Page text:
Custom Inground Pools & Spas: Choosing The Right Pool For You

Sunday, August 2, 2009

Choosing The Right Pool For You

When considering building a new swimming pool, there is no shortage of options. You can spend over $50,000 building your perfect backyard retreat, or $2,000 on an above ground eyesore. The important thing is to pick a pool that that is within your budget at the time you build it, and has maintenance costs that are similarly within your budget.

Types of pools

Above ground – Above ground pools are popular because of the greatly reduced costs, but are generally not very durable and can spontaneously bust, flooding your backyard with hundreds of gallons of chlorinated water. They are also generally not very attractive. On the plus side, it is harder for small children to fall into the pool as they are generally at last 3-4 feet above the ground.

Best for- low budget installations

Vinyl Pools – Inground Vinyl pools are definitely more attractive than above ground pools, but are more expensive. They are numerous liner patterns and colors, which can add a more customized look to your pool. This type of pool is traditionally rectangular, but other shapes are possible. Significant excavation is usually required, and the ground under the pool liner is generally lined with sand so the pool liner has a smooth surface on which to rest. Vinyl-specific coping (the edge of the pool) and decking (the “deck” area that surrounds the pool are used. All openings are sealed to prevent leakage and the area surrounding the pool is prepared to support the pool. Vinyl pools typically do not last as long as concrete pools and have greater maintenance costs, but are a good choice for people who are concerned with upfront costs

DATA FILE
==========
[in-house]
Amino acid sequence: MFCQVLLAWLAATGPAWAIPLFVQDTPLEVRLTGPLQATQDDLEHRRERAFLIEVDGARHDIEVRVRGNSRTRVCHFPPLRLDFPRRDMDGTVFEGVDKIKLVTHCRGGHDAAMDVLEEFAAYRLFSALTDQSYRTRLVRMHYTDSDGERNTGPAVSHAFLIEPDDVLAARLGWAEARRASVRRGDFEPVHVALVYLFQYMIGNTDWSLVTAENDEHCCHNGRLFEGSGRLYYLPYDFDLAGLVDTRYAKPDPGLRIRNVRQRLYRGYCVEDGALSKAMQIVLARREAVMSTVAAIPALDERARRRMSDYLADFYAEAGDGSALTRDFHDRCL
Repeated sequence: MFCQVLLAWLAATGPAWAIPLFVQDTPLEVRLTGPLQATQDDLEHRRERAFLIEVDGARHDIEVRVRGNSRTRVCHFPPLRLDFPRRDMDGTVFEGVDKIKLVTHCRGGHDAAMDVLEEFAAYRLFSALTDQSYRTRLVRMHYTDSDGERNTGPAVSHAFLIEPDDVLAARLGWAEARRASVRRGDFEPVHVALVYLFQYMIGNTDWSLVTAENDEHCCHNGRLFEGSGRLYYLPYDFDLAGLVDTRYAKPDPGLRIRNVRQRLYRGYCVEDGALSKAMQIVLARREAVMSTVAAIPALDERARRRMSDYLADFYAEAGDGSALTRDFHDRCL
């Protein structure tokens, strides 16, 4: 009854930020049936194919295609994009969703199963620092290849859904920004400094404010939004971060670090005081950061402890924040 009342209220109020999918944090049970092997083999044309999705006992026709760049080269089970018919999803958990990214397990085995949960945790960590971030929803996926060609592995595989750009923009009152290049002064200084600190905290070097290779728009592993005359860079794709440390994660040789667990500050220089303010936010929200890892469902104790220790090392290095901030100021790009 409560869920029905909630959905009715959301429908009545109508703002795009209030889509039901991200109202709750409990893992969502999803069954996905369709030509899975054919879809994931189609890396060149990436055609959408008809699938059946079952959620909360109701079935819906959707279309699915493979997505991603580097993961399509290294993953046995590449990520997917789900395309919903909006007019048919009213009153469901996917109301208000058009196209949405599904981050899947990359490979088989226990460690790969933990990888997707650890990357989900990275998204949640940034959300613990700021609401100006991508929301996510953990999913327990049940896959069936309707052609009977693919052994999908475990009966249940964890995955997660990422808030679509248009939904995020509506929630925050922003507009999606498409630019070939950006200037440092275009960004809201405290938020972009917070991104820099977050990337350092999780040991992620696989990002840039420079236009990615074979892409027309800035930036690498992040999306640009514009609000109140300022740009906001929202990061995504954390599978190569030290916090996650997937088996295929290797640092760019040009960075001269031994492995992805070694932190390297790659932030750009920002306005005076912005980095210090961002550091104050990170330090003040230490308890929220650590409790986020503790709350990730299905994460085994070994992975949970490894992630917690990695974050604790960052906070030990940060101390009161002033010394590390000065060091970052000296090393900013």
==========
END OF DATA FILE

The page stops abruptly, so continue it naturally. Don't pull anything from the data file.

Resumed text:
Best for- reasonably aesthetically pleasing installations where upfront cost is a big concern

Concrete pools (Gunnite and Shotcrete)- The best, most beautiful pools are made with sprayed concrete. One of the materials used is Shotcrete. Shotcrete is concrete conveyed through a hose and pneumatically projected at high velocity onto the pool surface. The other commonly used material is Gunnite. Gunnite is a dry cement mixture blown through a hose to the nozzle, where the water is injected immediately prior to application. Shotcrete is a wet-mix process, where as Gunnite is a dry mix process. From a homeowners perspective, either material is probably fine, though the pool building company you use will probably have a preferred material.

Concrete pools can be customized to exactly what you want. Waterfalls, natural looking rock, and other features are possible with concrete pools. Gunnite and Shotcrete pools are finished with pool plaster, which is available in a variety of colors. Diamondbrite and Pebble Tec are the two most common pool plastering materials in use, and come in dozens of possible finishes. Concrete pools are infinitely customizable and the most durable building method.

Best for- aesthetically pleasing installations where long term maintenance of the pool is a concern. Most customizable after installation (If you want to add features or change colors later).

About The Author
Tracy Avalos is a partner with Bella Pool Plastering and Renovations in Oklahoma. She can be reached at:

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